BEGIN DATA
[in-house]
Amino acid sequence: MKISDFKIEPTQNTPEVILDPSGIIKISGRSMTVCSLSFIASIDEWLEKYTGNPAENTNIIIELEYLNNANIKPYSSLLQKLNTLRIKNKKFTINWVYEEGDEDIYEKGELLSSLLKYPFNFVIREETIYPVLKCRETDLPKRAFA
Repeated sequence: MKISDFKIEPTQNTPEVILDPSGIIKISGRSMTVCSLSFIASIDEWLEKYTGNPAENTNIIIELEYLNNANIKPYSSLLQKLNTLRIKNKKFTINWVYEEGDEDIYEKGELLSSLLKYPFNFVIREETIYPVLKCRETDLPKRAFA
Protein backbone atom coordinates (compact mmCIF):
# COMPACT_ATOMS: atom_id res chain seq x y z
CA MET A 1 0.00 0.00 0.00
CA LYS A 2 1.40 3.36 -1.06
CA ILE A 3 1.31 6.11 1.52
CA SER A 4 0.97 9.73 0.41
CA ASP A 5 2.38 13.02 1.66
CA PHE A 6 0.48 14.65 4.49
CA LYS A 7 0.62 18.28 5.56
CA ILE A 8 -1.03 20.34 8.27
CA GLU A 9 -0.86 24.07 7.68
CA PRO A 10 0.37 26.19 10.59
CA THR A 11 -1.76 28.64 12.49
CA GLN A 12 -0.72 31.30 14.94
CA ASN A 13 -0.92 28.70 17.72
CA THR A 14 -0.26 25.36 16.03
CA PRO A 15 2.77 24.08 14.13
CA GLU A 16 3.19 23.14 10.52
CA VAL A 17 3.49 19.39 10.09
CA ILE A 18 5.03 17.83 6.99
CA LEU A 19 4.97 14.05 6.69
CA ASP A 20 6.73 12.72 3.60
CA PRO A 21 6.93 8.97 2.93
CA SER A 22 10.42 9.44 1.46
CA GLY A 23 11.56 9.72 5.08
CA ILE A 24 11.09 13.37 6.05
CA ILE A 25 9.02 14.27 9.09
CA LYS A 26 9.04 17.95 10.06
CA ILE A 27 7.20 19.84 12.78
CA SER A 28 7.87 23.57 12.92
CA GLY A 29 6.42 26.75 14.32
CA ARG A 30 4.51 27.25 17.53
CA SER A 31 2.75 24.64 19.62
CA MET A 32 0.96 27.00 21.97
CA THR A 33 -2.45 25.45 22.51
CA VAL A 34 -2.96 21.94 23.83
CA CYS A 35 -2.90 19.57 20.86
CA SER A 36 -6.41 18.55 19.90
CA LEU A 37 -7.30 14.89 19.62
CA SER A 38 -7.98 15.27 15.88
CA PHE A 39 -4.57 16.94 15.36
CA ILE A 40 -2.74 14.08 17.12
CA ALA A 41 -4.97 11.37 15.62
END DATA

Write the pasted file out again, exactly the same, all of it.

[in-house]
Amino acid sequence: MKISDFKIEPTQNTPEVILDPSGIIKISGRSMTVCSLSFIASIDEWLEKYTGNPAENTNIIIELEYLNNANIKPYSSLLQKLNTLRIKNKKFTINWVYEEGDEDIYEKGELLSSLLKYPFNFVIREETIYPVLKCRETDLPKRAFA
Repeated sequence: MKISDFKIEPTQNTPEVILDPSGIIKISGRSMTVCSLSFIASIDEWLEKYTGNPAENTNIIIELEYLNNANIKPYSSLLQKLNTLRIKNKKFTINWVYEEGDEDIYEKGELLSSLLKYPFNFVIREETIYPVLKCRETDLPKRAFA
Protein backbone atom coordinates (compact mmCIF):
# COMPACT_ATOMS: atom_id res chain seq x y z
CA MET A 1 0.00 0.00 0.00
CA LYS A 2 1.40 3.36 -1.06
CA ILE A 3 1.31 6.11 1.52
CA SER A 4 0.97 9.73 0.41
CA ASP A 5 2.38 13.02 1.66
CA PHE A 6 0.48 14.65 4.49
CA LYS A 7 0.62 18.28 5.56
CA ILE A 8 -1.03 20.34 8.27
CA GLU A 9 -0.86 24.07 7.68
CA PRO A 10 0.37 26.19 10.59
CA THR A 11 -1.76 28.64 12.49
CA GLN A 12 -0.72 31.30 14.94
CA ASN A 13 -0.92 28.70 17.72
CA THR A 14 -0.26 25.36 16.03
CA PRO A 15 2.77 24.08 14.13
CA GLU A 16 3.19 23.14 10.52
CA VAL A 17 3.49 19.39 10.09
CA ILE A 18 5.03 17.83 6.99
CA LEU A 19 4.97 14.05 6.69
CA ASP A 20 6.73 12.72 3.60
CA PRO A 21 6.93 8.97 2.93
CA SER A 22 10.42 9.44 1.46
CA GLY A 23 11.56 9.72 5.08
CA ILE A 24 11.09 13.37 6.05
CA ILE A 25 9.02 14.27 9.09
CA LYS A 26 9.04 17.95 10.06
CA ILE A 27 7.20 19.84 12.78
CA SER A 28 7.87 23.57 12.92
CA GLY A 29 6.42 26.75 14.32
CA ARG A 30 4.51 27.25 17.53
CA SER A 31 2.75 24.64 19.62
CA MET A 32 0.96 27.00 21.97
CA THR A 33 -2.45 25.45 22.51
CA VAL A 34 -2.96 21.94 23.83
CA CYS A 35 -2.90 19.57 20.86
CA SER A 36 -6.41 18.55 19.90
CA LEU A 37 -7.30 14.89 19.62
CA SER A 38 -7.98 15.27 15.88
CA PHE A 39 -4.57 16.94 15.36
CA ILE A 40 -2.74 14.08 17.12
CA ALA A 41 -4.97 11.37 15.62